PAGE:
Despite the encouraging initial reports, ablation of focal initiators of AF is still in its infancy. Several issues need to be addressed. To date, only heavily selected groups of patients have been studied. Typically, these groups have included younger patients with no or minimal heart disease, and with paroxysmal AF, high-density atrial ectopy, and a priori assessment that they had 'focal AF'. The efficacy of these procedures applied to unselected patient populations with paroxysmal AF is not known, and only limited data are available regarding efficacy for patients with persistent and chronic AF. Preliminary studies that evaluated patients with persistent AF [3] have demonstrated more modest results, and preliminary results for patients with chronic AF are very disappointing. Furthermore, there is little available data regarding the efficacy of the procedure in the setting of significant cardiac disease. More information regarding optimal patient selection for focal AF ablation approaches is needed.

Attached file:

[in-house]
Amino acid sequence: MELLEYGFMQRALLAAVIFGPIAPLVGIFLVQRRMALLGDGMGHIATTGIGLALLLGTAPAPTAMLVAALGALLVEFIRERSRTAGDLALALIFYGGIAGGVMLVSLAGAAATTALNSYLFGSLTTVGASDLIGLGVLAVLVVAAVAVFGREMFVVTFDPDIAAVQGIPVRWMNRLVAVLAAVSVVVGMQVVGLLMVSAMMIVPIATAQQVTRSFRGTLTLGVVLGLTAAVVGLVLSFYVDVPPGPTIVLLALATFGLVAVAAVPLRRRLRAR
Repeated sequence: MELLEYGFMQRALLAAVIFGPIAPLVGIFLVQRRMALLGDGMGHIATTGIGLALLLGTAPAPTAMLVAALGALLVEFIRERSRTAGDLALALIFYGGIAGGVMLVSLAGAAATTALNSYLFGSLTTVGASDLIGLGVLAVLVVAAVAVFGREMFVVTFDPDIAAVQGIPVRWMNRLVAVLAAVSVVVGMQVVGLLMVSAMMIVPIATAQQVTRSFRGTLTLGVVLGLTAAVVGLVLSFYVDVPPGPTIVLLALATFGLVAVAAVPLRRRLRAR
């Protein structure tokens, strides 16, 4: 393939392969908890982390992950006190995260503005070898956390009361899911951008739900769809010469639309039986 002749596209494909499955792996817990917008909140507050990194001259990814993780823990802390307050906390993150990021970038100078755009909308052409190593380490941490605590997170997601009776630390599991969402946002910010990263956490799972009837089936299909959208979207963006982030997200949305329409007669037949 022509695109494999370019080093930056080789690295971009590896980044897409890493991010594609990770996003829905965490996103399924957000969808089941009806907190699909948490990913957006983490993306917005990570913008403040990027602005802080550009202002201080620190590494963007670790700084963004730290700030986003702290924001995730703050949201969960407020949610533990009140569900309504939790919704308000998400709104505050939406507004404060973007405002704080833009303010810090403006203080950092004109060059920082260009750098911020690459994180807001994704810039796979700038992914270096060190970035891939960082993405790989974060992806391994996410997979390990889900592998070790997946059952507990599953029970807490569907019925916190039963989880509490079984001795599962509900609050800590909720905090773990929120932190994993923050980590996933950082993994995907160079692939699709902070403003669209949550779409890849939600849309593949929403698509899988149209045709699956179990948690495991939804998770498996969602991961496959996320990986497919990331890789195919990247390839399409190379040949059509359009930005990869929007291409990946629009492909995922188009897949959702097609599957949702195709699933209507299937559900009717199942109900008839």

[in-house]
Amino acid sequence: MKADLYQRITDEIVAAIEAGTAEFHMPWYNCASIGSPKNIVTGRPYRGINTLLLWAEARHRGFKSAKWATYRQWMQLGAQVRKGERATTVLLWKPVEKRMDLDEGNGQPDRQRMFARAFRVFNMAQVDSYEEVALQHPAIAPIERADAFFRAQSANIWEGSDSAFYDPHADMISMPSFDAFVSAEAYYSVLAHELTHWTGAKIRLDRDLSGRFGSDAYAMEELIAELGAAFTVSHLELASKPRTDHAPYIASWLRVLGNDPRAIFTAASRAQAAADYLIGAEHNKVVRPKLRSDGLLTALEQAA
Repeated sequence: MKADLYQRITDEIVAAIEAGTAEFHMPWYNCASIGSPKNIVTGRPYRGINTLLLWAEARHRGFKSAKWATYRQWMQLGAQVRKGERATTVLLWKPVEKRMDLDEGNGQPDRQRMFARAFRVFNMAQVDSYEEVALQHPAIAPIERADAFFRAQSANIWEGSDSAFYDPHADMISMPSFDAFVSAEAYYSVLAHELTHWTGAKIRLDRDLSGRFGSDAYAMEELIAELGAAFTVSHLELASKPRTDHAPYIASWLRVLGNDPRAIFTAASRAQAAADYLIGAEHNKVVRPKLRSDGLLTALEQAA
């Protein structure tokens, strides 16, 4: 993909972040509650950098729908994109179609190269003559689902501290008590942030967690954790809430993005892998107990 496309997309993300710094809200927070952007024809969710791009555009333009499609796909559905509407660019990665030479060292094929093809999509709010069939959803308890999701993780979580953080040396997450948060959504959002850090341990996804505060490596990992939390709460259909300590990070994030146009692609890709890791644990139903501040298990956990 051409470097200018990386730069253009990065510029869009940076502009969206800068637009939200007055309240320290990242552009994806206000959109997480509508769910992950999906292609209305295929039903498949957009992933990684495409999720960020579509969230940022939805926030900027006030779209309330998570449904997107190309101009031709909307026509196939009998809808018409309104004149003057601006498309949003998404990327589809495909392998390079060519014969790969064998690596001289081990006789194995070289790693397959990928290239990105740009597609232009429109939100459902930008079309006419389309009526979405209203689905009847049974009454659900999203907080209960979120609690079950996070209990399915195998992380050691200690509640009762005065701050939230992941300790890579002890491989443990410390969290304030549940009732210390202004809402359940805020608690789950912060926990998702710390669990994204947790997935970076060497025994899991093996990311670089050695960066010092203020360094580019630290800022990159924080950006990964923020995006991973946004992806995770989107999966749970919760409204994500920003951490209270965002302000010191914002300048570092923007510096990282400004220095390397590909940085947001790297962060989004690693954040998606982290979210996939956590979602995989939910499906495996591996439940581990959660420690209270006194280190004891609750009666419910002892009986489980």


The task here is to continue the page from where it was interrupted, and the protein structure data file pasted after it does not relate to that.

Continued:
In reported studies regarding the ablation of AF initiators, follow up is limited to several months, or at best a couple of years. Insensitive follow-up techniques may result in considerable errors of omission, and may overestimate long-term cure rates. In addition, conversion of symptomatic to asymptomatic AF could occur as a consequence of these procedures and not be detected on simple symptom reviews during follow up. Appropriate means for long-term follow up in these trials needs to be determined. However, the limitations of random 24-h Holter recordings once every month or a few seconds of event recordings every week are obvious in a disease process that may manifest itself only for a few hours every other month. Recently developed arrhythmia-triggered (as well as patient-activated) event monitors may be useful in this situation for more precise determination of whether the end result is truly curative or just quantitative suppressive of AF events.